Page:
In the list above, there is another interesting link called User Voice. User Voice is a website that provides a (free) service where user can enter anonymous feedback or bugs. Their website is very easy to setup and use. I have seen a lot of apps having a User Voice link. Even the Windows Phone developer team has a User Voice page.

What’s new

About 2

There are a lot of applications that provide updates, but often we are not aware of what’s new. Sometimes, they put the update description into the app’s description, but the second you click update you don’t have access to the description in one click, you need to find the app into the store. Starting with my app DualShot, I will provide a what’s new section for my future apps. Not only it tells the user what’s new, but it can help the user to discover features that are maybe not obvious at first sight.

Credits

About 3

Open your Windows Phone solution and check the references for each project. Do you see a lot of 3rd party libraries? The answer is most likely yes. Would you be able to release your app without using any free 3rd party libraries? I’m sure you can, but it would take a lot more time. Reinventing the wheel is probably not your motto neither. That’s been said, with my latest applications, I took the decision to thank the people bind the libraries. It doesn’t cost a dime to give a two thumbs up for the creators. For each library and translator, I put a link to their website or Twitter handle. After I released my app, I tweeted to each of time and 80% replied back.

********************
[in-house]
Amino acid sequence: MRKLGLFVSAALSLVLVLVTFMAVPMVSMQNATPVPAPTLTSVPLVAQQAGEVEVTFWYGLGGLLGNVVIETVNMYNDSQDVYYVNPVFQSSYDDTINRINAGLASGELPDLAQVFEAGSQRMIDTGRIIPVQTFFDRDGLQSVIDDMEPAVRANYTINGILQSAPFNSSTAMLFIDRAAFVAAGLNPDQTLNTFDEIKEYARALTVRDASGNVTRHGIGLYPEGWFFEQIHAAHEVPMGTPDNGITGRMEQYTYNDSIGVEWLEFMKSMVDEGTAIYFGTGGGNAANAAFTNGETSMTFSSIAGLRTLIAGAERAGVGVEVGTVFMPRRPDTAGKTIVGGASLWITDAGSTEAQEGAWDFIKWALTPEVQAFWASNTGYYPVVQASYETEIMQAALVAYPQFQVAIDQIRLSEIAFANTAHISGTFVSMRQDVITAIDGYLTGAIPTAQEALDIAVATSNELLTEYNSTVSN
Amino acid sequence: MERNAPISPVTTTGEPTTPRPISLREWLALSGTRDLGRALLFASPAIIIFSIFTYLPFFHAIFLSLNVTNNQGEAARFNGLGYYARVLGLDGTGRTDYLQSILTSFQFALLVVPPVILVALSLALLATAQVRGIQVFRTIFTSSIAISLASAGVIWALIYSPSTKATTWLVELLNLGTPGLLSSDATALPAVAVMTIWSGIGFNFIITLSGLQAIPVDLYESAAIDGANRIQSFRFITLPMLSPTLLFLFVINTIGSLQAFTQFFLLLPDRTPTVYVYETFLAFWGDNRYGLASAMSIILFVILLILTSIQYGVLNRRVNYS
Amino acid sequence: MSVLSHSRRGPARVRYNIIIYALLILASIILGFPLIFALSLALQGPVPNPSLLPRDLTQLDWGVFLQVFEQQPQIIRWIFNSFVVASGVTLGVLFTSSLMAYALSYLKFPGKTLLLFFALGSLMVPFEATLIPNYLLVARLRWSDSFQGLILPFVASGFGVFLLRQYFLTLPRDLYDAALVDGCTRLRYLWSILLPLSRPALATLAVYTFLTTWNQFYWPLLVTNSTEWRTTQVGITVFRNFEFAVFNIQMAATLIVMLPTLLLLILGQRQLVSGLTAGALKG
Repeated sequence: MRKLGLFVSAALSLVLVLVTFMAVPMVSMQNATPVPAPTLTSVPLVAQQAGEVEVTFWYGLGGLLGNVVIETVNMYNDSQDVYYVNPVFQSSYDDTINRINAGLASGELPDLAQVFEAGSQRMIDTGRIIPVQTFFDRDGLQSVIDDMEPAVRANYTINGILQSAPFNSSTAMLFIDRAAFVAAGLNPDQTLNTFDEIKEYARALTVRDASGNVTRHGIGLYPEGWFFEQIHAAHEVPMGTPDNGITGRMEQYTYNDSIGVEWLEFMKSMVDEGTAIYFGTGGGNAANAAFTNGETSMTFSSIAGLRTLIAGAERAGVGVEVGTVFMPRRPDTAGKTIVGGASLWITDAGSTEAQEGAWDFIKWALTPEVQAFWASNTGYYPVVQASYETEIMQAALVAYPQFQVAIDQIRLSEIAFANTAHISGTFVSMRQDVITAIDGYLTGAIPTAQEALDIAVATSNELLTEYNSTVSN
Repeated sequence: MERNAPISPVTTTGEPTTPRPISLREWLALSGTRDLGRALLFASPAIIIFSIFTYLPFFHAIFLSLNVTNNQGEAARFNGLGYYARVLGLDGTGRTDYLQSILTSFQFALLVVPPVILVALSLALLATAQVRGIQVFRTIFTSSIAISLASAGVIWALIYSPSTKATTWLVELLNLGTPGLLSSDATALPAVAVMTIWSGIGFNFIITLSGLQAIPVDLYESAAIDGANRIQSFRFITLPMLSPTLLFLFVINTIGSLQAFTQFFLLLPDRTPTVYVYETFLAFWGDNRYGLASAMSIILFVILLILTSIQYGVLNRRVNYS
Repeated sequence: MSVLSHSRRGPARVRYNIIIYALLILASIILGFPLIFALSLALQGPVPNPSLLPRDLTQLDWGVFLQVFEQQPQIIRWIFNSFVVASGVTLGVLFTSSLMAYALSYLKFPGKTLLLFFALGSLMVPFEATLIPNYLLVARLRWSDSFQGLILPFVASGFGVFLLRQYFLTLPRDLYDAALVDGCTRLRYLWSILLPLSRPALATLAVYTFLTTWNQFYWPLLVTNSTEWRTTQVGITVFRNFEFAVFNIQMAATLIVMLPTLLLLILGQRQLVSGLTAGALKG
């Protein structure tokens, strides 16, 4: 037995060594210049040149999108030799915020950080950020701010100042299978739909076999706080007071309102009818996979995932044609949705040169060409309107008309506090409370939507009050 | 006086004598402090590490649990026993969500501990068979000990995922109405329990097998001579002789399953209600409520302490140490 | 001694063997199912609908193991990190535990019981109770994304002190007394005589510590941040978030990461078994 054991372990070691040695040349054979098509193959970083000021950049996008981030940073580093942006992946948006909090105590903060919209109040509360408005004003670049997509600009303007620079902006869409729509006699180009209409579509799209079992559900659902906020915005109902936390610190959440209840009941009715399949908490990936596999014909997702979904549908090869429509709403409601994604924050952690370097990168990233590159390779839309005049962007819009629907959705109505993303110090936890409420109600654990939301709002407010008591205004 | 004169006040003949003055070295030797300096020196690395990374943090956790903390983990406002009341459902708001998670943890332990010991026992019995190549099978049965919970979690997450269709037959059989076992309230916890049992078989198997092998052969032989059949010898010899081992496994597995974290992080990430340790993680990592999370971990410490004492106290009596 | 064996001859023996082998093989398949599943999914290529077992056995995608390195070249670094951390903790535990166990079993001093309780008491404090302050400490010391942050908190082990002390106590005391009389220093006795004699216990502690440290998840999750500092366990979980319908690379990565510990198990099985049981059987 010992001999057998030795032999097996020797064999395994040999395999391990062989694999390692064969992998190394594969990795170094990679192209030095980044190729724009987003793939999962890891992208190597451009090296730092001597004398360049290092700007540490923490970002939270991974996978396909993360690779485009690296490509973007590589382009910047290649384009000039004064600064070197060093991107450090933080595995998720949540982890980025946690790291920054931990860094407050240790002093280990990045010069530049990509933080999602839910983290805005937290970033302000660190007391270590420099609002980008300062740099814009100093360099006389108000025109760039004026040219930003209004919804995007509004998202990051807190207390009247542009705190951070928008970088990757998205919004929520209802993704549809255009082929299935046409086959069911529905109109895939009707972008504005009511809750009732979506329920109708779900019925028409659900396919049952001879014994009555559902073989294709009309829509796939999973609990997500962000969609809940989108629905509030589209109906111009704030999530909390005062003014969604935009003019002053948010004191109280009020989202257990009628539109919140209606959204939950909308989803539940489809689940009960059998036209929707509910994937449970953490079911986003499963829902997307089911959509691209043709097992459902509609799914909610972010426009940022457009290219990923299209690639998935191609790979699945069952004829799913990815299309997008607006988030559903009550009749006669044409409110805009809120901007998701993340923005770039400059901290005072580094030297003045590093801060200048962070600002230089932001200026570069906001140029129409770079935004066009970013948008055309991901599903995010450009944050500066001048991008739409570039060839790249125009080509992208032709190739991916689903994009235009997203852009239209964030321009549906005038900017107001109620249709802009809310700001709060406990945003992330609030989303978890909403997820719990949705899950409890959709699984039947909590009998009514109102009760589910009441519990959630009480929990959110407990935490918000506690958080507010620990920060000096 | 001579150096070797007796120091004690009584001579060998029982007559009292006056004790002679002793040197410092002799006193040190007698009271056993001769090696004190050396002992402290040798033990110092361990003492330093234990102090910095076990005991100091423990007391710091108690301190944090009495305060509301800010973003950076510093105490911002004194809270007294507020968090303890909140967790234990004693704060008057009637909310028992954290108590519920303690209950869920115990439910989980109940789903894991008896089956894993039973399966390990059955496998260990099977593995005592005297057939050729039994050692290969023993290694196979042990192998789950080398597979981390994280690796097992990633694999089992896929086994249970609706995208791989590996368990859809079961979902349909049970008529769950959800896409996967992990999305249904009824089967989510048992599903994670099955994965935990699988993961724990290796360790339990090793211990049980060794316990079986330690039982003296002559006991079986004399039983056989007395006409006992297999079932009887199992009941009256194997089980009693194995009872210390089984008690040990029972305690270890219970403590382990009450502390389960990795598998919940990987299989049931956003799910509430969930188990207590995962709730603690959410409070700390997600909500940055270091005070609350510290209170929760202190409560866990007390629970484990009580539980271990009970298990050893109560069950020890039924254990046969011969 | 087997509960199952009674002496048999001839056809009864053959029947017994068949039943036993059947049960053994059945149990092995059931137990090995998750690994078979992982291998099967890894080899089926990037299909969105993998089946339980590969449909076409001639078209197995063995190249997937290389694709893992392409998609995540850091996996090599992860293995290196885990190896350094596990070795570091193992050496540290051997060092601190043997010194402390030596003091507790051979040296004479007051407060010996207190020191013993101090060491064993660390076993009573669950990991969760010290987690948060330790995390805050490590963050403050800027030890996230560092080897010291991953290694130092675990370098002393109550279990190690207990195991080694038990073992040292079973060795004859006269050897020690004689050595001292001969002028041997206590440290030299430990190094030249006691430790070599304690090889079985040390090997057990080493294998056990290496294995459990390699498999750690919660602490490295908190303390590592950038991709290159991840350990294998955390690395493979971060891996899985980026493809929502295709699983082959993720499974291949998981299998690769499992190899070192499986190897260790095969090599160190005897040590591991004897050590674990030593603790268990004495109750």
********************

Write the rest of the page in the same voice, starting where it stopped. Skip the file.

You never know what you can expect: four gentlemen offered us to translate the app for free. It was my pleasure to put their names into the credits section.

Don’t worry, you won’t get hurt in the rating for putting a credits section. I have receive a lot of good and very bad reviews, but I never receive something related to: “Huh, your app suk and your credits too”.

Conclusion

Take the extra 2-3 hours to provide for your users to connect with you and thank the person who helps build your application directly or indirectly. If you provide updates, add a what’s new section.

 

Last week, I had the honor and privilege to be elected as a MVP Client Development.This award goes to people that have contributed to the community for the last twelve months in diverse ways. It is awarded every three months.

The Microsoft definition is:

The Microsoft Most Valuable Professional (MVP) Award is our way of saying thank you to exceptional, independent community leaders who share their passion, technical expertise, and real-world knowledge of Microsoft products with others. It is part of Microsoft’s commitment to supporting and enriching technical communities. Even before the rises of the Internet and social media, people have come together to willingly offer their ideas and best practices in technical communities.

My definition is shorter:

Love what you do, share what you know and make new friends.

I would like to thank all my developer friends and Microsoft employees who nominated me.

MVP

 

I’m happy to announce the release of DualShot.

DualShot is a fun camera app that creates a single photo from the back and front cameras.

The app is FREE. Please try it and share your creations!

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Official website

Download from Windows Phone Store